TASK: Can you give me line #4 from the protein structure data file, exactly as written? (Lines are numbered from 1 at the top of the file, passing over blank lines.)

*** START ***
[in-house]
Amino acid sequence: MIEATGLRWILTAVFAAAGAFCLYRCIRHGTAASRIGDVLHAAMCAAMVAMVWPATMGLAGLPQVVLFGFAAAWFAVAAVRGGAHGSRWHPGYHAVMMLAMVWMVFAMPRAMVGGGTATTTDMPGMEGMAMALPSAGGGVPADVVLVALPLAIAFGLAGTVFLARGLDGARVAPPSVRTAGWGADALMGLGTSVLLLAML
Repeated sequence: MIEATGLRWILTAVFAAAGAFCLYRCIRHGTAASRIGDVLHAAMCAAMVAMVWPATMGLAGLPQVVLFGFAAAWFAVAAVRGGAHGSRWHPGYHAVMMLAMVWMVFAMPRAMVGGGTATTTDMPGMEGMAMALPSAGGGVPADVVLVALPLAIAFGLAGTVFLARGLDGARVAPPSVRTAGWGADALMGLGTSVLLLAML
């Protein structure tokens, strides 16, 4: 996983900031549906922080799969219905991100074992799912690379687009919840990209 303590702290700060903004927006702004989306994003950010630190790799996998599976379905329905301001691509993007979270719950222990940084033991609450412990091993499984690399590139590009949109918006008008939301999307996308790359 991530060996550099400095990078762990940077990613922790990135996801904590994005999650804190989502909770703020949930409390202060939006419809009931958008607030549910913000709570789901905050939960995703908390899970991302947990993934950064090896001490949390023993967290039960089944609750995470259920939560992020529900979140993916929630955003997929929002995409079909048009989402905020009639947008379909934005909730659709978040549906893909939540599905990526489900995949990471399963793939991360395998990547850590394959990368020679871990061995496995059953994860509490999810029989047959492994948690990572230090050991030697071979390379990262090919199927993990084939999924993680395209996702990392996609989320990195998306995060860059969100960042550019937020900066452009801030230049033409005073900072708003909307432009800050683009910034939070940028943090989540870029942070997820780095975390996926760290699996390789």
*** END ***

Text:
């Protein structure tokens, strides 16, 4: 996983900031549906922080799969219905991100074992799912690379687009919840990209 303590702290700060903004927006702004989306994003950010630190790799996998599976379905329905301001691509993007979270719950222990940084033991609450412990091993499984690399590139590009949109918006008008939301999307996308790359 991530060996550099400095990078762990940077990613922790990135996801904590994005999650804190989502909770703020949930409390202060939006419809009931958008607030549910913000709570789901905050939960995703908390899970991302947990993934950064090896001490949390023993967290039960089944609750995470259920939560992020529900979140993916929630955003997929929002995409079909048009989402905020009639947008379909934005909730659709978040549906893909939540599905990526489900995949990471399963793939991360395998990547850590394959990368020679871990061995496995059953994860509490999810029989047959492994948690990572230090050991030697071979390379990262090919199927993990084939999924993680395209996702990392996609989320990195998306995060860059969100960042550019937020900066452009801030230049033409005073900072708003909307432009800050683009910034939070940028943090989540870029942070997820780095975390996926760290699996390789």